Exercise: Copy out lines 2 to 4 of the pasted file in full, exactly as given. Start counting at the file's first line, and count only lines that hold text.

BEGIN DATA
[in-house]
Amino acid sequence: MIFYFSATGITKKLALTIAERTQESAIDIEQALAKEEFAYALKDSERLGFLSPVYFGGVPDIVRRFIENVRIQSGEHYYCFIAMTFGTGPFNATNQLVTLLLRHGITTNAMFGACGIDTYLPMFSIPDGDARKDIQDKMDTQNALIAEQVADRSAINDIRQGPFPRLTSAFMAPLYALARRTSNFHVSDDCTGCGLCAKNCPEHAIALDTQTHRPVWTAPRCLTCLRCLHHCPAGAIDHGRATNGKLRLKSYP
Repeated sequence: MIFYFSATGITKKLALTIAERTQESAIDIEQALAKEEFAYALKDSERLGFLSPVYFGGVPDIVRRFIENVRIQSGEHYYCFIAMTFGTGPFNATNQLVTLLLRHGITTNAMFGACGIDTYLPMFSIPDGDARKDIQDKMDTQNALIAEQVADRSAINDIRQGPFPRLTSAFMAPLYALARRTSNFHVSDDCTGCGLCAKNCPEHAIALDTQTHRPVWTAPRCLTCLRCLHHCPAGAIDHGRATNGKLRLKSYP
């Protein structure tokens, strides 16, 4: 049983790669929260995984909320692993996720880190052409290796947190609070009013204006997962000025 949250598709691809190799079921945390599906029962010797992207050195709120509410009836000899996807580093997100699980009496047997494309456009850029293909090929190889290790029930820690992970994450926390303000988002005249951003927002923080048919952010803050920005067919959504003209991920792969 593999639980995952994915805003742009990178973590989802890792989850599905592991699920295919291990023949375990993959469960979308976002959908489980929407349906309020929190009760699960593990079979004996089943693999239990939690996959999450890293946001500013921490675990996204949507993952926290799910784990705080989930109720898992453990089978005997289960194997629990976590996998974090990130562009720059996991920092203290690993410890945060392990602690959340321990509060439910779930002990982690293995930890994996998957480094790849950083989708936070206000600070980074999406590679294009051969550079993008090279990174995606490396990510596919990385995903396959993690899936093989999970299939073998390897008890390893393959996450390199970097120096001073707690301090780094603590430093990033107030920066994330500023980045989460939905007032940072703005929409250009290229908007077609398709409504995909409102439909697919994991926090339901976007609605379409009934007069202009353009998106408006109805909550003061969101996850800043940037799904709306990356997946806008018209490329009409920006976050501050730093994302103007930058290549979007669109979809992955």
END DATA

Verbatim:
Amino acid sequence: MIFYFSATGITKKLALTIAERTQESAIDIEQALAKEEFAYALKDSERLGFLSPVYFGGVPDIVRRFIENVRIQSGEHYYCFIAMTFGTGPFNATNQLVTLLLRHGITTNAMFGACGIDTYLPMFSIPDGDARKDIQDKMDTQNALIAEQVADRSAINDIRQGPFPRLTSAFMAPLYALARRTSNFHVSDDCTGCGLCAKNCPEHAIALDTQTHRPVWTAPRCLTCLRCLHHCPAGAIDHGRATNGKLRLKSYP
Repeated sequence: MIFYFSATGITKKLALTIAERTQESAIDIEQALAKEEFAYALKDSERLGFLSPVYFGGVPDIVRRFIENVRIQSGEHYYCFIAMTFGTGPFNATNQLVTLLLRHGITTNAMFGACGIDTYLPMFSIPDGDARKDIQDKMDTQNALIAEQVADRSAINDIRQGPFPRLTSAFMAPLYALARRTSNFHVSDDCTGCGLCAKNCPEHAIALDTQTHRPVWTAPRCLTCLRCLHHCPAGAIDHGRATNGKLRLKSYP
């Protein structure tokens, strides 16, 4: 049983790669929260995984909320692993996720880190052409290796947190609070009013204006997962000025 949250598709691809190799079921945390599906029962010797992207050195709120509410009836000899996807580093997100699980009496047997494309456009850029293909090929190889290790029930820690992970994450926390303000988002005249951003927002923080048919952010803050920005067919959504003209991920792969 593999639980995952994915805003742009990178973590989802890792989850599905592991699920295919291990023949375990993959469960979308976002959908489980929407349906309020929190009760699960593990079979004996089943693999239990939690996959999450890293946001500013921490675990996204949507993952926290799910784990705080989930109720898992453990089978005997289960194997629990976590996998974090990130562009720059996991920092203290690993410890945060392990602690959340321990509060439910779930002990982690293995930890994996998957480094790849950083989708936070206000600070980074999406590679294009051969550079993008090279990174995606490396990510596919990385995903396959993690899936093989999970299939073998390897008890390893393959996450390199970097120096001073707690301090780094603590430093990033107030920066994330500023980045989460939905007032940072703005929409250009290229908007077609398709409504995909409102439909697919994991926090339901976007609605379409009934007069202009353009998106408006109805909550003061969101996850800043940037799904709306990356997946806008018209490329009409920006976050501050730093994302103007930058290549979007669109979809992955």